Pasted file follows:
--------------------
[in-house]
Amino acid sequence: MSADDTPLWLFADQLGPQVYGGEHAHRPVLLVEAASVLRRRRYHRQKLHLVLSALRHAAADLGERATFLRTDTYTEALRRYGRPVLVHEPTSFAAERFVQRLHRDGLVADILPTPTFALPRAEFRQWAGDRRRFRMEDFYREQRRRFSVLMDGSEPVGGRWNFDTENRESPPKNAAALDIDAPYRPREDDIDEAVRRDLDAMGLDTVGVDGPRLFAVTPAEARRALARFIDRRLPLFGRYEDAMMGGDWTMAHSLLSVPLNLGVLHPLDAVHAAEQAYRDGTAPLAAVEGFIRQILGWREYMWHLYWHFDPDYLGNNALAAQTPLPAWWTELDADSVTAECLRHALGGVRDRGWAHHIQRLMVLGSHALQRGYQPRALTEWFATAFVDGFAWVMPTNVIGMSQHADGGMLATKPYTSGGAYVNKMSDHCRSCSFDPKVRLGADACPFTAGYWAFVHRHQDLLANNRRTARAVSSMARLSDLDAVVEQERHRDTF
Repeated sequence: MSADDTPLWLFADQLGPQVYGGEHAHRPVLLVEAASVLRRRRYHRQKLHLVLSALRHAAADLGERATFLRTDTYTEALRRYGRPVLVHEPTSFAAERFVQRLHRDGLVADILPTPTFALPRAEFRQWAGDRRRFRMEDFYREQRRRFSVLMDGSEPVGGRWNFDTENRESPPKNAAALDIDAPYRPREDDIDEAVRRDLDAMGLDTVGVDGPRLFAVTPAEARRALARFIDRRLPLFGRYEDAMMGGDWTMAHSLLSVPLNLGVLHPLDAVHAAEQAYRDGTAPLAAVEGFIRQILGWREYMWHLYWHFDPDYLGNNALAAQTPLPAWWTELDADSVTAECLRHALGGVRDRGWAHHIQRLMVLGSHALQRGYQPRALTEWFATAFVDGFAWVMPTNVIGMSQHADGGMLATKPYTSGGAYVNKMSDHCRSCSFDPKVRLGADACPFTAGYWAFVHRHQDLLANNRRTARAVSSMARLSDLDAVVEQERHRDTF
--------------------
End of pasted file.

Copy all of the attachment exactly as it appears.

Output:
[in-house]
Amino acid sequence: MSADDTPLWLFADQLGPQVYGGEHAHRPVLLVEAASVLRRRRYHRQKLHLVLSALRHAAADLGERATFLRTDTYTEALRRYGRPVLVHEPTSFAAERFVQRLHRDGLVADILPTPTFALPRAEFRQWAGDRRRFRMEDFYREQRRRFSVLMDGSEPVGGRWNFDTENRESPPKNAAALDIDAPYRPREDDIDEAVRRDLDAMGLDTVGVDGPRLFAVTPAEARRALARFIDRRLPLFGRYEDAMMGGDWTMAHSLLSVPLNLGVLHPLDAVHAAEQAYRDGTAPLAAVEGFIRQILGWREYMWHLYWHFDPDYLGNNALAAQTPLPAWWTELDADSVTAECLRHALGGVRDRGWAHHIQRLMVLGSHALQRGYQPRALTEWFATAFVDGFAWVMPTNVIGMSQHADGGMLATKPYTSGGAYVNKMSDHCRSCSFDPKVRLGADACPFTAGYWAFVHRHQDLLANNRRTARAVSSMARLSDLDAVVEQERHRDTF
Repeated sequence: MSADDTPLWLFADQLGPQVYGGEHAHRPVLLVEAASVLRRRRYHRQKLHLVLSALRHAAADLGERATFLRTDTYTEALRRYGRPVLVHEPTSFAAERFVQRLHRDGLVADILPTPTFALPRAEFRQWAGDRRRFRMEDFYREQRRRFSVLMDGSEPVGGRWNFDTENRESPPKNAAALDIDAPYRPREDDIDEAVRRDLDAMGLDTVGVDGPRLFAVTPAEARRALARFIDRRLPLFGRYEDAMMGGDWTMAHSLLSVPLNLGVLHPLDAVHAAEQAYRDGTAPLAAVEGFIRQILGWREYMWHLYWHFDPDYLGNNALAAQTPLPAWWTELDADSVTAECLRHALGGVRDRGWAHHIQRLMVLGSHALQRGYQPRALTEWFATAFVDGFAWVMPTNVIGMSQHADGGMLATKPYTSGGAYVNKMSDHCRSCSFDPKVRLGADACPFTAGYWAFVHRHQDLLANNRRTARAVSSMARLSDLDAVVEQERHRDTF